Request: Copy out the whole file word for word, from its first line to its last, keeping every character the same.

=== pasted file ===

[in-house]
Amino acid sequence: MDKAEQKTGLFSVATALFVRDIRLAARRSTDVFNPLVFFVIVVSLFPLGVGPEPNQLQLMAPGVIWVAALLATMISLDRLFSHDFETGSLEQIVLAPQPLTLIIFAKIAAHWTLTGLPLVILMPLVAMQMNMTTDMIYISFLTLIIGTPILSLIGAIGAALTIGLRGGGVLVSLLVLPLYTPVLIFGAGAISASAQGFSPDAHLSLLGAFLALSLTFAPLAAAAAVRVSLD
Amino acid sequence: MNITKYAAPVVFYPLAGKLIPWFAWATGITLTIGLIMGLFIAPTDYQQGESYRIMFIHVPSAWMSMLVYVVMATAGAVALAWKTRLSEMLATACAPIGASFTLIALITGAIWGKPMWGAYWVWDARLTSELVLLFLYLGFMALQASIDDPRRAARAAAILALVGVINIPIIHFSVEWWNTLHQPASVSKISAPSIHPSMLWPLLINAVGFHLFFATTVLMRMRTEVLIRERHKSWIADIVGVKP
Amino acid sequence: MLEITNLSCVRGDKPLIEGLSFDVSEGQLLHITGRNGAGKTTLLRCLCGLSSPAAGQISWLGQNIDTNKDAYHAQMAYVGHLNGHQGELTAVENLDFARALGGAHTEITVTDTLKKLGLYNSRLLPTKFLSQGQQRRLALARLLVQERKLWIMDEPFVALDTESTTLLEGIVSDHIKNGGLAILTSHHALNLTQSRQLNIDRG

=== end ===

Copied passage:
[in-house]
Amino acid sequence: MDKAEQKTGLFSVATALFVRDIRLAARRSTDVFNPLVFFVIVVSLFPLGVGPEPNQLQLMAPGVIWVAALLATMISLDRLFSHDFETGSLEQIVLAPQPLTLIIFAKIAAHWTLTGLPLVILMPLVAMQMNMTTDMIYISFLTLIIGTPILSLIGAIGAALTIGLRGGGVLVSLLVLPLYTPVLIFGAGAISASAQGFSPDAHLSLLGAFLALSLTFAPLAAAAAVRVSLD
Amino acid sequence: MNITKYAAPVVFYPLAGKLIPWFAWATGITLTIGLIMGLFIAPTDYQQGESYRIMFIHVPSAWMSMLVYVVMATAGAVALAWKTRLSEMLATACAPIGASFTLIALITGAIWGKPMWGAYWVWDARLTSELVLLFLYLGFMALQASIDDPRRAARAAAILALVGVINIPIIHFSVEWWNTLHQPASVSKISAPSIHPSMLWPLLINAVGFHLFFATTVLMRMRTEVLIRERHKSWIADIVGVKP
Amino acid sequence: MLEITNLSCVRGDKPLIEGLSFDVSEGQLLHITGRNGAGKTTLLRCLCGLSSPAAGQISWLGQNIDTNKDAYHAQMAYVGHLNGHQGELTAVENLDFARALGGAHTEITVTDTLKKLGLYNSRLLPTKFLSQGQQRRLALARLLVQERKLWIMDEPFVALDTESTTLLEGIVSDHIKNGGLAILTSHHALNLTQSRQLNIDRG